2. further to my other comment, Jeanne, in order to simplify: this has nothing to do with "making money in both directions" which of course all traders try to do. different topic!

    3. @KD - a very fair point. But are we really saying that just one entity is moving the silver market (or Forex or commodity or whatever market)? Of course, if only one entity is in the marketplace then a short of 10 units promptly covered by a long of 10 units will gain no reward.

      But markets are not yet (at least by my understanding) working like that. Let's say, for example, that there are five entities trading, and each will trade ten units at a time. If entity 'a' gets on the right side of the trade and shorts ahead of entities 'b' to 'e', then a profit will be made, no? And vice versa?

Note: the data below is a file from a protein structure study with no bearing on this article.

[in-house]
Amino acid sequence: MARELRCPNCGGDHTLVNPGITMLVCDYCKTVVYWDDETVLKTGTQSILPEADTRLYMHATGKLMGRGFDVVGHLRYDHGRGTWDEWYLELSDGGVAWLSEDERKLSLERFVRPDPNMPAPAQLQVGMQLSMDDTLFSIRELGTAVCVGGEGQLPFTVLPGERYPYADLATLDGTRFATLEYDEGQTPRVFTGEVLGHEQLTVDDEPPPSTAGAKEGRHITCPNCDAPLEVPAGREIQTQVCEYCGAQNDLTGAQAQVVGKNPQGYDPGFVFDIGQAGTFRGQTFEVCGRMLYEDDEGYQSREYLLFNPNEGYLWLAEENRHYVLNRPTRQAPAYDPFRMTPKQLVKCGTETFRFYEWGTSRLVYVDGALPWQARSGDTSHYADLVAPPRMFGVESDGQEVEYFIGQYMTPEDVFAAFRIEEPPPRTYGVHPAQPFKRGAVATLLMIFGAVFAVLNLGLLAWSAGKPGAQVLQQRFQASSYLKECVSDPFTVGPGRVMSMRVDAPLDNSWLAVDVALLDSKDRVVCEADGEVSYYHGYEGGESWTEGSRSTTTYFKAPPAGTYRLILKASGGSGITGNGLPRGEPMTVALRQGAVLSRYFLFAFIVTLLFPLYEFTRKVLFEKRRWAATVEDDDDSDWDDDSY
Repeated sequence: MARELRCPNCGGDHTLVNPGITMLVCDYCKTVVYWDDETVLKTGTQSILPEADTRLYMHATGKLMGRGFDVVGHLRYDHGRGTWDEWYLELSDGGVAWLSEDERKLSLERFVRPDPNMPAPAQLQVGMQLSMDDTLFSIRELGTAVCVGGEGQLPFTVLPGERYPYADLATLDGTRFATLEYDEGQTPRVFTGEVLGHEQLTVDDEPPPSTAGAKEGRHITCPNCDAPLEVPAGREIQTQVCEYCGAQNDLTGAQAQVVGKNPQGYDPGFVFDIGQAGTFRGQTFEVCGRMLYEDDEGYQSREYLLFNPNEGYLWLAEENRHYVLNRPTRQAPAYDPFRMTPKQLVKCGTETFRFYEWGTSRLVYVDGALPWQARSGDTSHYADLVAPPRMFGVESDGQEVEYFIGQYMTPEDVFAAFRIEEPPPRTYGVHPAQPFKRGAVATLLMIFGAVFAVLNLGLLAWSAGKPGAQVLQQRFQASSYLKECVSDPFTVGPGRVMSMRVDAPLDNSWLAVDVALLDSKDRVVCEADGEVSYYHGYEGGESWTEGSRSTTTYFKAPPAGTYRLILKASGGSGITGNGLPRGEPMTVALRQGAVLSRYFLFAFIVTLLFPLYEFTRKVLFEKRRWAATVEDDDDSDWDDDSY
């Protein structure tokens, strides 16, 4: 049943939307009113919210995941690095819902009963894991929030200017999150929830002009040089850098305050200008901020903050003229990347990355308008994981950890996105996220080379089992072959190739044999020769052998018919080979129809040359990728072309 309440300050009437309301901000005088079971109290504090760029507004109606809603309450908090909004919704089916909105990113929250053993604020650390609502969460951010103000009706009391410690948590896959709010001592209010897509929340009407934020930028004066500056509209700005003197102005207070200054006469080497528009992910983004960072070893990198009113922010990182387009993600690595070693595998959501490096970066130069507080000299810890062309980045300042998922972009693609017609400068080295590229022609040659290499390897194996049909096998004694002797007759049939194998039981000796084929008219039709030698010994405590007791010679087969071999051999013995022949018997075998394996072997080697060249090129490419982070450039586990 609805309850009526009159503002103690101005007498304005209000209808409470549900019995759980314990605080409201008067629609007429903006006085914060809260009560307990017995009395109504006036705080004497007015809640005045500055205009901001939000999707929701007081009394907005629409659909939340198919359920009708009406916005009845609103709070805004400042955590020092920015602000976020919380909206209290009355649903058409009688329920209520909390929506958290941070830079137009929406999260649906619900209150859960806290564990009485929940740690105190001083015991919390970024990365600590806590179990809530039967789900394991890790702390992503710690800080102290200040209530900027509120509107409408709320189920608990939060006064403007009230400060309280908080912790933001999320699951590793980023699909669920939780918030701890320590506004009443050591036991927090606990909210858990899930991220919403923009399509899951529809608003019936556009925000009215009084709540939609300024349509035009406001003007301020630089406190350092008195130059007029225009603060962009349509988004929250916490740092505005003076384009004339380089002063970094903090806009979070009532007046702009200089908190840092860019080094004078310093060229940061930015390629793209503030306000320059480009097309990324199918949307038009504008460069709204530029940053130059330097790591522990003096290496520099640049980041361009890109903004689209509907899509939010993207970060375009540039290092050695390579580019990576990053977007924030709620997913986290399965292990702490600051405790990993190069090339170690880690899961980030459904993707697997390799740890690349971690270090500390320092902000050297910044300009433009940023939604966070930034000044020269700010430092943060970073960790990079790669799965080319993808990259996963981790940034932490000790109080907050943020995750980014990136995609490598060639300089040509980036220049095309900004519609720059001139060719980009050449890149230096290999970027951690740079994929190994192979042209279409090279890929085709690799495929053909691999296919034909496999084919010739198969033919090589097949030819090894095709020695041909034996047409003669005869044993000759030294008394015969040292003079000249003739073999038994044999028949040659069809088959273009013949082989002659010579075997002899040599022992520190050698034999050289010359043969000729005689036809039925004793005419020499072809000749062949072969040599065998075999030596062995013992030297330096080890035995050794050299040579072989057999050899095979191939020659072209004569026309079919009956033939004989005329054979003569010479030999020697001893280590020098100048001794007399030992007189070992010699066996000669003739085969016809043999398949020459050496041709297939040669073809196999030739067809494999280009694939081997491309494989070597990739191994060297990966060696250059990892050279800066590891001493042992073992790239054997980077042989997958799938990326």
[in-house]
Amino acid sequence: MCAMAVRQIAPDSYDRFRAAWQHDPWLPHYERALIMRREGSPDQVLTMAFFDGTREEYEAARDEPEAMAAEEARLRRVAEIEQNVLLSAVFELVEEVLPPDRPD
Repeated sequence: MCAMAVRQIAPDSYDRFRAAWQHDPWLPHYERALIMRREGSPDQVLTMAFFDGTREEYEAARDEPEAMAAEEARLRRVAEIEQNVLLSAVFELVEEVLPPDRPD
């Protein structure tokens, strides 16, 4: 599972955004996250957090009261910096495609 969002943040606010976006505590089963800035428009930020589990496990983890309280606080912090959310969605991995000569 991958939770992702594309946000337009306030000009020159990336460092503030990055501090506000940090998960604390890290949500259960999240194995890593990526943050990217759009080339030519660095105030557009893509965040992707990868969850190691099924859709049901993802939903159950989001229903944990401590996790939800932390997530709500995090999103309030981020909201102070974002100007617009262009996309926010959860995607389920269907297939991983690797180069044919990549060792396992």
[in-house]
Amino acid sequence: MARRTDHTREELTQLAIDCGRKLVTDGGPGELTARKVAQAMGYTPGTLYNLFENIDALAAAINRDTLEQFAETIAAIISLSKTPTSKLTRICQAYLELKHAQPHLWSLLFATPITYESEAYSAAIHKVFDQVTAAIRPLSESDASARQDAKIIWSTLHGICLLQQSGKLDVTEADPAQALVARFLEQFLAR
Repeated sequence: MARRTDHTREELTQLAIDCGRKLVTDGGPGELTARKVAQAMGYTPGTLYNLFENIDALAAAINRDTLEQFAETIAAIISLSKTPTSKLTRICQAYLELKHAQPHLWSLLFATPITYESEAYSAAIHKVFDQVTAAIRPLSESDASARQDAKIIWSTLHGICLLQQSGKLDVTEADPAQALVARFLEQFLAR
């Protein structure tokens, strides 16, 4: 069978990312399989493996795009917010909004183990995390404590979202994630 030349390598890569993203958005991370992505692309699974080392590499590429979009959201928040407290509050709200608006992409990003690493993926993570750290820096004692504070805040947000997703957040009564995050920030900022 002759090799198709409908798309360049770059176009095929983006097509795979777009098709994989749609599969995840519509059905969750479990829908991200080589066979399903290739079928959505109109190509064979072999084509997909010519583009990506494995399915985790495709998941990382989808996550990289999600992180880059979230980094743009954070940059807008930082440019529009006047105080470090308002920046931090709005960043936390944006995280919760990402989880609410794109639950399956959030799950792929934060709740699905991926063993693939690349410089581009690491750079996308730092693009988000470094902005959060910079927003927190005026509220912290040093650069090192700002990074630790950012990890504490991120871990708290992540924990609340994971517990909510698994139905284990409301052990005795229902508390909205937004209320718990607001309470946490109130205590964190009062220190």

One thing that metals commentators say, which makes some sense, is that markets are reduced to hedgies vs. bullion banks, with smaller investors removed from the scene. Let's assume for the sake of argument that that is correct. In this scenario, entity 'a' becomes, say, JPM or UBS, and entities 'b' to 'e' are witless hedge funds. In this case, JPM/UBS becomes the 'small trader', front-running the bids/asks of the other entities, and they make serious coin. The genuinely small investor wins or loses depending on their ability to follow this flow.

      Just a few thoughts from a very non expert trader... :-)

  6. Dan, excellent articles like this are going to get you kicked out of the metals mafia.

    Interestingly, two of the greatest offenders of the "JPM is responsible for each and every down-tick" nonsense are on your blogroll (Jesse and TF). Perhaps its time to cut them loose?

  7. In may/2011 cartel raised margin requirements 5 times on silver in one week. Tell us more about fair markets and how JPM is not involved in this. This is just ridiculous.

    1. Lots of futures markets margin requirements get raised - copper, bonds and yes silver too. If there is manipulation from hiking margins than it is not just in silver market.